Currently only 480,000 green cards are awarded to people in preference categories on a first-come first-served basis, so applicants who apply as soon as possible stand a better chance of getting a green card.


Preference categories include:


Unmarried individuals who are 21 years of age or older and who have at least one parent who is a U.S. citizen.


Spouses and unmarried children of an individual who already holds a green card but the children must be younger than 21.


Unmarried children of the holder of a green card who are older than 21.


Married children of any age who have at least one parent who is a U.S. citizen.


Brothers and sisters of the U.S. citizen if that citizen is 21 years of age or older.

Skilled Employees and Workers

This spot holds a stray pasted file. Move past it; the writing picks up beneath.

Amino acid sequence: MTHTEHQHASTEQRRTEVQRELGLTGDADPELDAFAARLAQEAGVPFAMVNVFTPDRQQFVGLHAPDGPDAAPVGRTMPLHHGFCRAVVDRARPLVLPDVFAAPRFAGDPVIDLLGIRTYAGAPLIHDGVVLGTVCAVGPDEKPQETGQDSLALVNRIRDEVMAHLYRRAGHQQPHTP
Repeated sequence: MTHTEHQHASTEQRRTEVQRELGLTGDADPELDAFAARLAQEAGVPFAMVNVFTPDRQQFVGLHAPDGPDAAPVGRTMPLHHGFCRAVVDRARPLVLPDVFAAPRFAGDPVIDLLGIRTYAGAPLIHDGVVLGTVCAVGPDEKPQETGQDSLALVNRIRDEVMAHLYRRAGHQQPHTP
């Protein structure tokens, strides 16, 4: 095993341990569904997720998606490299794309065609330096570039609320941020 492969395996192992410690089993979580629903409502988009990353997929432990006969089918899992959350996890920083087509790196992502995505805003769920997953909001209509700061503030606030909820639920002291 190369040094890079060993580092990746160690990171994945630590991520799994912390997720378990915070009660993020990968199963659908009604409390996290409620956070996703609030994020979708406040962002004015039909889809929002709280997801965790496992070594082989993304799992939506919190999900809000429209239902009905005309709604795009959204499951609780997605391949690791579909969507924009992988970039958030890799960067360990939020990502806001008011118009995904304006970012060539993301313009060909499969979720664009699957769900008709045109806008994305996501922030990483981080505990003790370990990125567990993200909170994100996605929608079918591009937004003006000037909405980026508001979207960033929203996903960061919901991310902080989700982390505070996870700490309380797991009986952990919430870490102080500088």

These green cards are awarded to those individuals who can show that they have job skills needed in the United States.

Green Card (Diversity) Lottery

Every year, the American government awards a specific number of green cards to countries that have seen limited immigration in recent years (fewer than 50,000 individuals in the past five years) to the United States. The citizens of some nations are not eligible to apply for the green card lottery.

The U.S. Department of State provides a list of eligible and ineligible countries as well as application forms for those from approved countries who wish to apply. It is extremely important to be aware of scams concerning applying for the Diversity Lottery.

Special Immigrants

Green cards are sometimes awarded to individuals in special categories such as Afghanis or Iraqis who have worked for the U.S. government or military for at least a year in some capacity, juveniles under the care of an American court, international broadcasters or a retired member of an international organization such as NATO.

Asylum Seekers and Refugees